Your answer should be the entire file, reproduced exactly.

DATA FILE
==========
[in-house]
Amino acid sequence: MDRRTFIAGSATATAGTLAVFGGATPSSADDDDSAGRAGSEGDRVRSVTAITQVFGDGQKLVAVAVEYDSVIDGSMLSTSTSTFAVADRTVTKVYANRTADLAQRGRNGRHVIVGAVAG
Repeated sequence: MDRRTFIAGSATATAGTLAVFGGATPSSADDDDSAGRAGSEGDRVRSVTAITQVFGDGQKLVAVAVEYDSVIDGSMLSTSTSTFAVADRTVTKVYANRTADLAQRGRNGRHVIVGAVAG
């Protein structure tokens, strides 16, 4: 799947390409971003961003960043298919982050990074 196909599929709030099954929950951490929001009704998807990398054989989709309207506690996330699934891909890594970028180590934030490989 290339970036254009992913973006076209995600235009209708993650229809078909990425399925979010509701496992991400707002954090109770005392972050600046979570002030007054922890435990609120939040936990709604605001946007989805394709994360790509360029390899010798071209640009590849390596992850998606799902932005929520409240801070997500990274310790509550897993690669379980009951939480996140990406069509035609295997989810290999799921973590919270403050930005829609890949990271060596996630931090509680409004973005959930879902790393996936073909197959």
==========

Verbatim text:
[in-house]
Amino acid sequence: MDRRTFIAGSATATAGTLAVFGGATPSSADDDDSAGRAGSEGDRVRSVTAITQVFGDGQKLVAVAVEYDSVIDGSMLSTSTSTFAVADRTVTKVYANRTADLAQRGRNGRHVIVGAVAG
Repeated sequence: MDRRTFIAGSATATAGTLAVFGGATPSSADDDDSAGRAGSEGDRVRSVTAITQVFGDGQKLVAVAVEYDSVIDGSMLSTSTSTFAVADRTVTKVYANRTADLAQRGRNGRHVIVGAVAG
């Protein structure tokens, strides 16, 4: 799947390409971003961003960043298919982050990074 196909599929709030099954929950951490929001009704998807990398054989989709309207506690996330699934891909890594970028180590934030490989 290339970036254009992913973006076209995600235009209708993650229809078909990425399925979010509701496992991400707002954090109770005392972050600046979570002030007054922890435990609120939040936990709604605001946007989805394709994360790509360029390899010798071209640009590849390596992850998606799902932005929520409240801070997500990274310790509550897993690669379980009951939480996140990406069509035609295997989810290999799921973590919270403050930005829609890949990271060596996630931090509680409004973005959930879902790393996936073909197959």